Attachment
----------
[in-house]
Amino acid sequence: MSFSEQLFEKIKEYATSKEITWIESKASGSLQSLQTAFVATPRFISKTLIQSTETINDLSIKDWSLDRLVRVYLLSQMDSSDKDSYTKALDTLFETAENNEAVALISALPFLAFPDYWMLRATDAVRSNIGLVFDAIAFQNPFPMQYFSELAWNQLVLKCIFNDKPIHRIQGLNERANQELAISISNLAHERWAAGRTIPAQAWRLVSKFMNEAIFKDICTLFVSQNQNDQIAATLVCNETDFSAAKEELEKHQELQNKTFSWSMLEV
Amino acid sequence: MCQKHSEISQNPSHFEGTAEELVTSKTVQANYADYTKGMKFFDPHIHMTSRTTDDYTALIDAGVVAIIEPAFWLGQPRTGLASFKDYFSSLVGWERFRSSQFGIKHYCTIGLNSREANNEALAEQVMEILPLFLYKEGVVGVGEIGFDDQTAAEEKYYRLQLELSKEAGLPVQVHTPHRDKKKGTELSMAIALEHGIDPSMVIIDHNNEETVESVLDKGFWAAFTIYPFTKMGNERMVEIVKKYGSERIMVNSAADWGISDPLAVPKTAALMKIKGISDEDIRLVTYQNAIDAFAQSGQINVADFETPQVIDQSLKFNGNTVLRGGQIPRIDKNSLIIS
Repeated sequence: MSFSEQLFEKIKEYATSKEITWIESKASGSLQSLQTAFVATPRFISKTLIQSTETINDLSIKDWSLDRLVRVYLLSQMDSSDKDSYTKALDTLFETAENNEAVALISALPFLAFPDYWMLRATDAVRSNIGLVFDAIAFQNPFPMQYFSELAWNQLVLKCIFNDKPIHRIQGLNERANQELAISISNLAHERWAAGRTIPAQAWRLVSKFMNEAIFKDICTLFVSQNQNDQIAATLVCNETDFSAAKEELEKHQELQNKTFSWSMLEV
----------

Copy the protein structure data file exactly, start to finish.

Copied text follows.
[in-house]
Amino acid sequence: MSFSEQLFEKIKEYATSKEITWIESKASGSLQSLQTAFVATPRFISKTLIQSTETINDLSIKDWSLDRLVRVYLLSQMDSSDKDSYTKALDTLFETAENNEAVALISALPFLAFPDYWMLRATDAVRSNIGLVFDAIAFQNPFPMQYFSELAWNQLVLKCIFNDKPIHRIQGLNERANQELAISISNLAHERWAAGRTIPAQAWRLVSKFMNEAIFKDICTLFVSQNQNDQIAATLVCNETDFSAAKEELEKHQELQNKTFSWSMLEV
Amino acid sequence: MCQKHSEISQNPSHFEGTAEELVTSKTVQANYADYTKGMKFFDPHIHMTSRTTDDYTALIDAGVVAIIEPAFWLGQPRTGLASFKDYFSSLVGWERFRSSQFGIKHYCTIGLNSREANNEALAEQVMEILPLFLYKEGVVGVGEIGFDDQTAAEEKYYRLQLELSKEAGLPVQVHTPHRDKKKGTELSMAIALEHGIDPSMVIIDHNNEETVESVLDKGFWAAFTIYPFTKMGNERMVEIVKKYGSERIMVNSAADWGISDPLAVPKTAALMKIKGISDEDIRLVTYQNAIDAFAQSGQINVADFETPQVIDQSLKFNGNTVLRGGQIPRIDKNSLIIS
Repeated sequence: MSFSEQLFEKIKEYATSKEITWIESKASGSLQSLQTAFVATPRFISKTLIQSTETINDLSIKDWSLDRLVRVYLLSQMDSSDKDSYTKALDTLFETAENNEAVALISALPFLAFPDYWMLRATDAVRSNIGLVFDAIAFQNPFPMQYFSELAWNQLVLKCIFNDKPIHRIQGLNERANQELAISISNLAHERWAAGRTIPAQAWRLVSKFMNEAIFKDICTLFVSQNQNDQIAATLVCNETDFSAAKEELEKHQELQNKTFSWSMLEV